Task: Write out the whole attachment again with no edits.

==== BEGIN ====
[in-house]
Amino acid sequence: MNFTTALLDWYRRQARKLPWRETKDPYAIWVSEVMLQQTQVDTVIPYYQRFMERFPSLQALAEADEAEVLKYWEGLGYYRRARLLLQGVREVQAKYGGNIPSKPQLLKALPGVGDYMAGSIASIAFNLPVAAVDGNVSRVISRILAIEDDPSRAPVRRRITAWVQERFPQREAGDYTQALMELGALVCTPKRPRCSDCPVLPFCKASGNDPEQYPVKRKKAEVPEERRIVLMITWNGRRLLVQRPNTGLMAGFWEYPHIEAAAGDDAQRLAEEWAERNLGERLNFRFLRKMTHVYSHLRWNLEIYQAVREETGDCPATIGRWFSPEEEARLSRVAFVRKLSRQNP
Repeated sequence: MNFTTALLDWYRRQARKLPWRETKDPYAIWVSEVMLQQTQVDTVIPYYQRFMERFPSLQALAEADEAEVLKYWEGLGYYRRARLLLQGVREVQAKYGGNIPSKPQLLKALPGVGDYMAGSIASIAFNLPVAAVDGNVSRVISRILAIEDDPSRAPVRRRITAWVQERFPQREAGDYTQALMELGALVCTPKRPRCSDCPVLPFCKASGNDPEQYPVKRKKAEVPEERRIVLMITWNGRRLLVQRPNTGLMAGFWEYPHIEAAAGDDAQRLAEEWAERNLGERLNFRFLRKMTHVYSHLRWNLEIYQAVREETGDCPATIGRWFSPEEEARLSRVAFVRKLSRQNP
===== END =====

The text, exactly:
[in-house]
Amino acid sequence: MNFTTALLDWYRRQARKLPWRETKDPYAIWVSEVMLQQTQVDTVIPYYQRFMERFPSLQALAEADEAEVLKYWEGLGYYRRARLLLQGVREVQAKYGGNIPSKPQLLKALPGVGDYMAGSIASIAFNLPVAAVDGNVSRVISRILAIEDDPSRAPVRRRITAWVQERFPQREAGDYTQALMELGALVCTPKRPRCSDCPVLPFCKASGNDPEQYPVKRKKAEVPEERRIVLMITWNGRRLLVQRPNTGLMAGFWEYPHIEAAAGDDAQRLAEEWAERNLGERLNFRFLRKMTHVYSHLRWNLEIYQAVREETGDCPATIGRWFSPEEEARLSRVAFVRKLSRQNP
Repeated sequence: MNFTTALLDWYRRQARKLPWRETKDPYAIWVSEVMLQQTQVDTVIPYYQRFMERFPSLQALAEADEAEVLKYWEGLGYYRRARLLLQGVREVQAKYGGNIPSKPQLLKALPGVGDYMAGSIASIAFNLPVAAVDGNVSRVISRILAIEDDPSRAPVRRRITAWVQERFPQREAGDYTQALMELGALVCTPKRPRCSDCPVLPFCKASGNDPEQYPVKRKKAEVPEERRIVLMITWNGRRLLVQRPNTGLMAGFWEYPHIEAAAGDDAQRLAEEWAERNLGERLNFRFLRKMTHVYSHLRWNLEIYQAVREETGDCPATIGRWFSPEEEARLSRVAFVRKLSRQNP